"Ashtamangala" Eight Auspicious Signs - Wall Plaque

"Ashtamangala" Eight Auspicious Signs - Wall Plaque

$59.00
Specification
  • Product Code :1398
  • Material :Brass, glass beads, turq
  • Size :9"H x 7"W
    Description

    Here eight auspicious signs of Buddhism are nicely depicted in red colour.

    Astamangala (The Eight Auspicious Signs) are eight different aspects of Hinduism and Buddhism. They include White Parasal, Golden Fishes, Sankha, Dhvaja, Srivatsa, Kalasa, Padma, Chamaru.. These appear all together or singly as a frequent decorative motif in stone, wood, metal and painting. These astamangala are believed to represent the gifts given by celestial beings to Shakyamuni on his attainment of Enlightenment of Boddhahood. These astamangala (The Eight Auspicious Signs) symbols usually displayed during the performance of vrata ceremonies, consecration of house and an elaborate Fire sacrifice ceremony marked on paper, cloth or metal.


    Here is a brief description of astamangalas:


    Umbrella or White Parasal: It gives us protection from evil desires and embodies notions of wealth or royalty. It points to the "royal ease" and power experienced in the Buddhist life of detachment.


    Two Fishes or Golden Fish: The two fishes symbolizing beings rescued form the ocean of misery of earth. In general they represent good fortune. They also symbolize whosoever practices the dharma need have no fear to drown in the ocean of suffering, and can swim at ease like a fish in the water.


    The Conch or Sankha: The white Conch shell symbolizes the deep, far reaching and melodious sound of the teachings, suitable for all disciples at it awakens them from the slumber of ignorance.


    Dhvaja or The Victory Banner: It symbolizes the victory of the Buddha's teachings over death, ignorance, disharmony and all the negativities of this world.


    Srivatsa or Endless knot or Mystic diagram: Srivatsa or Endless knot or Mystic diagram symbolizes of the endless cycle of rebirth. It also represents the infinite wisdom of the Buddha, and the union of compassion and wisdom. Also, it represents the illusory character of time, and long life as it is endless.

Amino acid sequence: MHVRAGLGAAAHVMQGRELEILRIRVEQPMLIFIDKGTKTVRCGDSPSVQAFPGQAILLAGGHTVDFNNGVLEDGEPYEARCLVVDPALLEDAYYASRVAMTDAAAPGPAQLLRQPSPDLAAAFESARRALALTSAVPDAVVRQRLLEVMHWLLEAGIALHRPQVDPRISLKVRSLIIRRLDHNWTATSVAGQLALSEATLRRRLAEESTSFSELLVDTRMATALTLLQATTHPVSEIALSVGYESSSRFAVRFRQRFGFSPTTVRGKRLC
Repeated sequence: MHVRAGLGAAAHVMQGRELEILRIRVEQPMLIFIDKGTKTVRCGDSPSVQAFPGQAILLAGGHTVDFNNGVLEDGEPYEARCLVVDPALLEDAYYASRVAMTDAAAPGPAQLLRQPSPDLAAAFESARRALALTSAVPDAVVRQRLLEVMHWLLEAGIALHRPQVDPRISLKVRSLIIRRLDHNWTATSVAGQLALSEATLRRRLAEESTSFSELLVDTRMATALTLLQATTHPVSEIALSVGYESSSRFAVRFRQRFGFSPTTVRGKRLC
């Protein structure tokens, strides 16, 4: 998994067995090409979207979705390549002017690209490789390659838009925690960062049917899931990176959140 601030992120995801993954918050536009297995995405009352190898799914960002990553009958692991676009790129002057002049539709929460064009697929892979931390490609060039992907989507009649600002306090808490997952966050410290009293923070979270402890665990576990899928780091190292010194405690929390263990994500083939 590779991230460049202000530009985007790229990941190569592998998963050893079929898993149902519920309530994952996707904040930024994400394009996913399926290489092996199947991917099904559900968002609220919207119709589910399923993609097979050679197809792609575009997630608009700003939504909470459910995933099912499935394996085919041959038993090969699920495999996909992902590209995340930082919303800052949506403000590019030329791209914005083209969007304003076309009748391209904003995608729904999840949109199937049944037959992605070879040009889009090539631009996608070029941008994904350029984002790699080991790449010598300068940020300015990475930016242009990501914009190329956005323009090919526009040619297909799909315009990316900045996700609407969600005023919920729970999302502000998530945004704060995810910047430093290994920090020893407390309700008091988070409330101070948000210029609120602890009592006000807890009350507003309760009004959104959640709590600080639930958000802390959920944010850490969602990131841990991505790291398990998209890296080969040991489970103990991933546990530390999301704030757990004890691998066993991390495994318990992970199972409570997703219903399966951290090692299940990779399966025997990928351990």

Kalasa or The Treasure Vase: It represents all spiritual wealth and is a sign of the inexhaustible riches available in the Buddhist teachings.


    Lotus: The Lotus is a symbol of purity both for the Hindus and the Buddhists. It is a symbol of complete purification of body, speech and mind.


    Chamaru: Chamura symbolizes Tantric manifestations. Made of yak tail attached with silver staff, it is used during ritual recitation and fanning the deities on an auspicious religious ceremony.

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    • Product Code :1398
    • Material :Brass, glass beads, turq
    • Size :9"H x 7"W

      Here eight auspicious signs of Buddhism are nicely depicted in red colour.

      Astamangala (The Eight Auspicious Signs) are eight different aspects of Hinduism and Buddhism. They include White Parasal, Golden Fishes, Sankha, Dhvaja, Srivatsa, Kalasa, Padma, Chamaru.. These appear all together or singly as a frequent decorative motif in stone, wood, metal and painting. These astamangala are believed to represent the gifts given by celestial beings to Shakyamuni on his attainment of Enlightenment of Boddhahood. These astamangala (The Eight Auspicious Signs) symbols usually displayed during the performance of vrata ceremonies, consecration of house and an elaborate Fire sacrifice ceremony marked on paper, cloth or metal.


      Here is a brief description of astamangalas:


      Umbrella or White Parasal: It gives us protection from evil desires and embodies notions of wealth or royalty. It points to the "royal ease" and power experienced in the Buddhist life of detachment.


      Two Fishes or Golden Fish: The two fishes symbolizing beings rescued form the ocean of misery of earth. In general they represent good fortune. They also symbolize whosoever practices the dharma need have no fear to drown in the ocean of suffering, and can swim at ease like a fish in the water.


      The Conch or Sankha: The white Conch shell symbolizes the deep, far reaching and melodious sound of the teachings, suitable for all disciples at it awakens them from the slumber of ignorance.


      Dhvaja or The Victory Banner: It symbolizes the victory of the Buddha's teachings over death, ignorance, disharmony and all the negativities of this world.


      Srivatsa or Endless knot or Mystic diagram: Srivatsa or Endless knot or Mystic diagram symbolizes of the endless cycle of rebirth. It also represents the infinite wisdom of the Buddha, and the union of compassion and wisdom. Also, it represents the illusory character of time, and long life as it is endless.


      Kalasa or The Treasure Vase: It represents all spiritual wealth and is a sign of the inexhaustible riches available in the Buddhist teachings.


      Lotus: The Lotus is a symbol of purity both for the Hindus and the Buddhists. It is a symbol of complete purification of body, speech and mind.


      Chamaru: Chamura symbolizes Tantric manifestations. Made of yak tail attached with silver staff, it is used during ritual recitation and fanning the deities on an auspicious religious ceremony.

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